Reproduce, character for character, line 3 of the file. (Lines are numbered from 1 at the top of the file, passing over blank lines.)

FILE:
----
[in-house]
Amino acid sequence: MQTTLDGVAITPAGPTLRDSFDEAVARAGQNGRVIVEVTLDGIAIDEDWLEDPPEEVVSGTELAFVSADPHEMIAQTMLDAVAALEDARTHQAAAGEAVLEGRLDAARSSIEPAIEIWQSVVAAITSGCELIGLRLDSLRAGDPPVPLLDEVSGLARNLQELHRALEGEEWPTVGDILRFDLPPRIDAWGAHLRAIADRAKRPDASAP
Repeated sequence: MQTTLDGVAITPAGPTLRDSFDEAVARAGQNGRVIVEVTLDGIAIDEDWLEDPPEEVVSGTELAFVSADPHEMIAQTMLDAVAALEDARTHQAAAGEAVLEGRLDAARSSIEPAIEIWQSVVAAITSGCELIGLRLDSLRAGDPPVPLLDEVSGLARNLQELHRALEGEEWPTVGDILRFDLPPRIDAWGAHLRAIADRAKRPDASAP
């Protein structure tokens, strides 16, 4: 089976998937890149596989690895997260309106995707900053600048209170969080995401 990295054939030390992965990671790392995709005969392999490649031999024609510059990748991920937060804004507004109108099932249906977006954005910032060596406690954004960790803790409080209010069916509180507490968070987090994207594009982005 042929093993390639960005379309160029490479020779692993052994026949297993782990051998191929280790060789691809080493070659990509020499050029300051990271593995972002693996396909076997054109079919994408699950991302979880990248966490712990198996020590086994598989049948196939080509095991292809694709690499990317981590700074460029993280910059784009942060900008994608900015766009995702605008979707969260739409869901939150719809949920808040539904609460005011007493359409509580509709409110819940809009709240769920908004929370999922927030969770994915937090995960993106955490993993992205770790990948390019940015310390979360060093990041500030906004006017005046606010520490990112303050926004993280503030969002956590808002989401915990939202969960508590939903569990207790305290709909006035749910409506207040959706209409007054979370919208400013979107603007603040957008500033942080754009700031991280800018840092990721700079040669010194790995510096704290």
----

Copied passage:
Repeated sequence: MQTTLDGVAITPAGPTLRDSFDEAVARAGQNGRVIVEVTLDGIAIDEDWLEDPPEEVVSGTELAFVSADPHEMIAQTMLDAVAALEDARTHQAAAGEAVLEGRLDAARSSIEPAIEIWQSVVAAITSGCELIGLRLDSLRAGDPPVPLLDEVSGLARNLQELHRALEGEEWPTVGDILRFDLPPRIDAWGAHLRAIADRAKRPDASAP